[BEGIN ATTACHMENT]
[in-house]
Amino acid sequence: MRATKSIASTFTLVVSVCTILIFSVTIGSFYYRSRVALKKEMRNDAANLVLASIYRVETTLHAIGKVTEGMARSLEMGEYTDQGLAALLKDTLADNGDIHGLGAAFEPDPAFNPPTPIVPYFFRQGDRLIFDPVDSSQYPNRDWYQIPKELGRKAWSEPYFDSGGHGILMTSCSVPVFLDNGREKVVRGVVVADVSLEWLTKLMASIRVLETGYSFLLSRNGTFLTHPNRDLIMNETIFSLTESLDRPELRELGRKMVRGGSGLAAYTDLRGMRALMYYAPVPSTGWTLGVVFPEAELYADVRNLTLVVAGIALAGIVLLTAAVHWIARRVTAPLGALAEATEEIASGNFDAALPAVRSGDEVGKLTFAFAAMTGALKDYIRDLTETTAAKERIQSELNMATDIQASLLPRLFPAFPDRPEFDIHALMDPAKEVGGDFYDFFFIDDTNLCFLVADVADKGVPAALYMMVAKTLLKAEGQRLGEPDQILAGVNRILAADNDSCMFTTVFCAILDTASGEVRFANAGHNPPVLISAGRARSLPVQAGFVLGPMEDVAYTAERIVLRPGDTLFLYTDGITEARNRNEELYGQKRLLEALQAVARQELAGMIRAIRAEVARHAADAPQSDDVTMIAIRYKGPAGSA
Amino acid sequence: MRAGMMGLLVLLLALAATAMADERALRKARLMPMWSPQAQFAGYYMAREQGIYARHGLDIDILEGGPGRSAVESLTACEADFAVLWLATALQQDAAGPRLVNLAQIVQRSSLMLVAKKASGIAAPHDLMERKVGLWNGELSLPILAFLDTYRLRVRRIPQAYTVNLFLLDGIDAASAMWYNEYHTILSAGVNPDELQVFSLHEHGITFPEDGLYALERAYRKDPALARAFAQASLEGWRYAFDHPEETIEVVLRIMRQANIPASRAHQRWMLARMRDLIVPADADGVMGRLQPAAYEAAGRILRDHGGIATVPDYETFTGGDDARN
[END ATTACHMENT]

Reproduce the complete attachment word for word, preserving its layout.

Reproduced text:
[in-house]
Amino acid sequence: MRATKSIASTFTLVVSVCTILIFSVTIGSFYYRSRVALKKEMRNDAANLVLASIYRVETTLHAIGKVTEGMARSLEMGEYTDQGLAALLKDTLADNGDIHGLGAAFEPDPAFNPPTPIVPYFFRQGDRLIFDPVDSSQYPNRDWYQIPKELGRKAWSEPYFDSGGHGILMTSCSVPVFLDNGREKVVRGVVVADVSLEWLTKLMASIRVLETGYSFLLSRNGTFLTHPNRDLIMNETIFSLTESLDRPELRELGRKMVRGGSGLAAYTDLRGMRALMYYAPVPSTGWTLGVVFPEAELYADVRNLTLVVAGIALAGIVLLTAAVHWIARRVTAPLGALAEATEEIASGNFDAALPAVRSGDEVGKLTFAFAAMTGALKDYIRDLTETTAAKERIQSELNMATDIQASLLPRLFPAFPDRPEFDIHALMDPAKEVGGDFYDFFFIDDTNLCFLVADVADKGVPAALYMMVAKTLLKAEGQRLGEPDQILAGVNRILAADNDSCMFTTVFCAILDTASGEVRFANAGHNPPVLISAGRARSLPVQAGFVLGPMEDVAYTAERIVLRPGDTLFLYTDGITEARNRNEELYGQKRLLEALQAVARQELAGMIRAIRAEVARHAADAPQSDDVTMIAIRYKGPAGSA
Amino acid sequence: MRAGMMGLLVLLLALAATAMADERALRKARLMPMWSPQAQFAGYYMAREQGIYARHGLDIDILEGGPGRSAVESLTACEADFAVLWLATALQQDAAGPRLVNLAQIVQRSSLMLVAKKASGIAAPHDLMERKVGLWNGELSLPILAFLDTYRLRVRRIPQAYTVNLFLLDGIDAASAMWYNEYHTILSAGVNPDELQVFSLHEHGITFPEDGLYALERAYRKDPALARAFAQASLEGWRYAFDHPEETIEVVLRIMRQANIPASRAHQRWMLARMRDLIVPADADGVMGRLQPAAYEAAGRILRDHGGIATVPDYETFTGGDDARN